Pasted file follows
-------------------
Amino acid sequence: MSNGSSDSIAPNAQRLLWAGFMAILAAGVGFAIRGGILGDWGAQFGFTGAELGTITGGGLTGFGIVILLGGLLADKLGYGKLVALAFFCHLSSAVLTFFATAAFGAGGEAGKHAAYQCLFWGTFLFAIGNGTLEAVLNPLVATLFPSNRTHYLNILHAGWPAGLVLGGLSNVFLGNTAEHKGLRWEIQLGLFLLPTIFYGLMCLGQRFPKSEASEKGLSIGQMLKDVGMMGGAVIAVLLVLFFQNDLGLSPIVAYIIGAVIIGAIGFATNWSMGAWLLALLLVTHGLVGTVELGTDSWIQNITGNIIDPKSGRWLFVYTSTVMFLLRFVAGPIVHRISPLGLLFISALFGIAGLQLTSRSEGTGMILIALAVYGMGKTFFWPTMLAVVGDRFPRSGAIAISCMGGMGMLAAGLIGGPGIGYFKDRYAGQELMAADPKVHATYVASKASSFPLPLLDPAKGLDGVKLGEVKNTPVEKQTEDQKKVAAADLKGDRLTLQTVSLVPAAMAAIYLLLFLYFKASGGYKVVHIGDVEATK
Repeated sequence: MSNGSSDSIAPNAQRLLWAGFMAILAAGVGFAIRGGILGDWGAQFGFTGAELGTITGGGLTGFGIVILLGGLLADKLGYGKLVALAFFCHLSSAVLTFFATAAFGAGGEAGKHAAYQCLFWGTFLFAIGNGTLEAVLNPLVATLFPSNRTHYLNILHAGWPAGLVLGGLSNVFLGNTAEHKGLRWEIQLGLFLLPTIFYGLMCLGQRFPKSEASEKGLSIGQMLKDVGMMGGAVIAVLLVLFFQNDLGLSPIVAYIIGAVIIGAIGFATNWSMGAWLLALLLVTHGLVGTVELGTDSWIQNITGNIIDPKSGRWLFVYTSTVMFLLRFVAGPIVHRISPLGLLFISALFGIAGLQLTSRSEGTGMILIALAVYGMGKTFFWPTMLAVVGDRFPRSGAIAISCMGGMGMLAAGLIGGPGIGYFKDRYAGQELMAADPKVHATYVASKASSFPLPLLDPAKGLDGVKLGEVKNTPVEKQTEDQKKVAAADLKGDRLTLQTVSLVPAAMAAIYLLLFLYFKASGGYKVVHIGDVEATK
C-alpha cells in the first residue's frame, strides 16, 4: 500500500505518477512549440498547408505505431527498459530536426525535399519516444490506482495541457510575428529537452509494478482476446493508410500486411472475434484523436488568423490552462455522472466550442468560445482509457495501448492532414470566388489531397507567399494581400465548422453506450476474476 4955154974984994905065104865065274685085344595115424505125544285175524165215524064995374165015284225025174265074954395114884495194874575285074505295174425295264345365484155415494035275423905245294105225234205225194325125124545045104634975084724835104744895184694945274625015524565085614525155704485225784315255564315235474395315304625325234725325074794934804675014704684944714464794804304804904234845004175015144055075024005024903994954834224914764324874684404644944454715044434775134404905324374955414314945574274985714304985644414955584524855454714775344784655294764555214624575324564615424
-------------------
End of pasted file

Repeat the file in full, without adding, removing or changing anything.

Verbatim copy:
Amino acid sequence: MSNGSSDSIAPNAQRLLWAGFMAILAAGVGFAIRGGILGDWGAQFGFTGAELGTITGGGLTGFGIVILLGGLLADKLGYGKLVALAFFCHLSSAVLTFFATAAFGAGGEAGKHAAYQCLFWGTFLFAIGNGTLEAVLNPLVATLFPSNRTHYLNILHAGWPAGLVLGGLSNVFLGNTAEHKGLRWEIQLGLFLLPTIFYGLMCLGQRFPKSEASEKGLSIGQMLKDVGMMGGAVIAVLLVLFFQNDLGLSPIVAYIIGAVIIGAIGFATNWSMGAWLLALLLVTHGLVGTVELGTDSWIQNITGNIIDPKSGRWLFVYTSTVMFLLRFVAGPIVHRISPLGLLFISALFGIAGLQLTSRSEGTGMILIALAVYGMGKTFFWPTMLAVVGDRFPRSGAIAISCMGGMGMLAAGLIGGPGIGYFKDRYAGQELMAADPKVHATYVASKASSFPLPLLDPAKGLDGVKLGEVKNTPVEKQTEDQKKVAAADLKGDRLTLQTVSLVPAAMAAIYLLLFLYFKASGGYKVVHIGDVEATK
Repeated sequence: MSNGSSDSIAPNAQRLLWAGFMAILAAGVGFAIRGGILGDWGAQFGFTGAELGTITGGGLTGFGIVILLGGLLADKLGYGKLVALAFFCHLSSAVLTFFATAAFGAGGEAGKHAAYQCLFWGTFLFAIGNGTLEAVLNPLVATLFPSNRTHYLNILHAGWPAGLVLGGLSNVFLGNTAEHKGLRWEIQLGLFLLPTIFYGLMCLGQRFPKSEASEKGLSIGQMLKDVGMMGGAVIAVLLVLFFQNDLGLSPIVAYIIGAVIIGAIGFATNWSMGAWLLALLLVTHGLVGTVELGTDSWIQNITGNIIDPKSGRWLFVYTSTVMFLLRFVAGPIVHRISPLGLLFISALFGIAGLQLTSRSEGTGMILIALAVYGMGKTFFWPTMLAVVGDRFPRSGAIAISCMGGMGMLAAGLIGGPGIGYFKDRYAGQELMAADPKVHATYVASKASSFPLPLLDPAKGLDGVKLGEVKNTPVEKQTEDQKKVAAADLKGDRLTLQTVSLVPAAMAAIYLLLFLYFKASGGYKVVHIGDVEATK
C-alpha cells in the first residue's frame, strides 16, 4: 500500500505518477512549440498547408505505431527498459530536426525535399519516444490506482495541457510575428529537452509494478482476446493508410500486411472475434484523436488568423490552462455522472466550442468560445482509457495501448492532414470566388489531397507567399494581400465548422453506450476474476 4955154974984994905065104865065274685085344595115424505125544285175524165215524064995374165015284225025174265074954395114884495194874575285074505295174425295264345365484155415494035275423905245294105225234205225194325125124545045104634975084724835104744895184694945274625015524565085614525155704485225784315255564315235474395315304625325234725325074794934804675014704684944714464794804304804904234845004175015144055075024005024903994954834224914764324874684404644944454715044434775134404905324374955414314945574274985714304985644414955584524855454714775344784655294764555214624575324564615424